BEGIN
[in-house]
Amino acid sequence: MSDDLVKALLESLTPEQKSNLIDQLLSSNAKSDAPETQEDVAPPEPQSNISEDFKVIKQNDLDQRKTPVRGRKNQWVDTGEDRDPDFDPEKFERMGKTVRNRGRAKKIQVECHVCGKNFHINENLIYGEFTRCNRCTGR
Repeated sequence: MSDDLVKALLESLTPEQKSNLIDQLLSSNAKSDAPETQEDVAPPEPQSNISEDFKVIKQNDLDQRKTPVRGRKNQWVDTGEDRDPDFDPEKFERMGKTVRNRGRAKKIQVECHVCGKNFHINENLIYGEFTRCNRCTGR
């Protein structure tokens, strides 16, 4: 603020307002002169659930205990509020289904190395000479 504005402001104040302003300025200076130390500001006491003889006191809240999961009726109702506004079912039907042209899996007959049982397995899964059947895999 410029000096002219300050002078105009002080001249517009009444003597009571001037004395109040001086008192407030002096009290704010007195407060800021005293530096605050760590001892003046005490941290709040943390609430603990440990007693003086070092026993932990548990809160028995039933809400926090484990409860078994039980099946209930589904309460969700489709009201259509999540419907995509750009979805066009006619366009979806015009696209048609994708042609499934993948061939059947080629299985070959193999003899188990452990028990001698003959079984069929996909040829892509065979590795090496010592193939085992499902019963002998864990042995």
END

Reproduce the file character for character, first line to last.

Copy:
[in-house]
Amino acid sequence: MSDDLVKALLESLTPEQKSNLIDQLLSSNAKSDAPETQEDVAPPEPQSNISEDFKVIKQNDLDQRKTPVRGRKNQWVDTGEDRDPDFDPEKFERMGKTVRNRGRAKKIQVECHVCGKNFHINENLIYGEFTRCNRCTGR
Repeated sequence: MSDDLVKALLESLTPEQKSNLIDQLLSSNAKSDAPETQEDVAPPEPQSNISEDFKVIKQNDLDQRKTPVRGRKNQWVDTGEDRDPDFDPEKFERMGKTVRNRGRAKKIQVECHVCGKNFHINENLIYGEFTRCNRCTGR
């Protein structure tokens, strides 16, 4: 603020307002002169659930205990509020289904190395000479 504005402001104040302003300025200076130390500001006491003889006191809240999961009726109702506004079912039907042209899996007959049982397995899964059947895999 410029000096002219300050002078105009002080001249517009009444003597009571001037004395109040001086008192407030002096009290704010007195407060800021005293530096605050760590001892003046005490941290709040943390609430603990440990007693003086070092026993932990548990809160028995039933809400926090484990409860078994039980099946209930589904309460969700489709009201259509999540419907995509750009979805066009006619366009979806015009696209048609994708042609499934993948061939059947080629299985070959193999003899188990452990028990001698003959079984069929996909040829892509065979590795090496010592193939085992499902019963002998864990042995």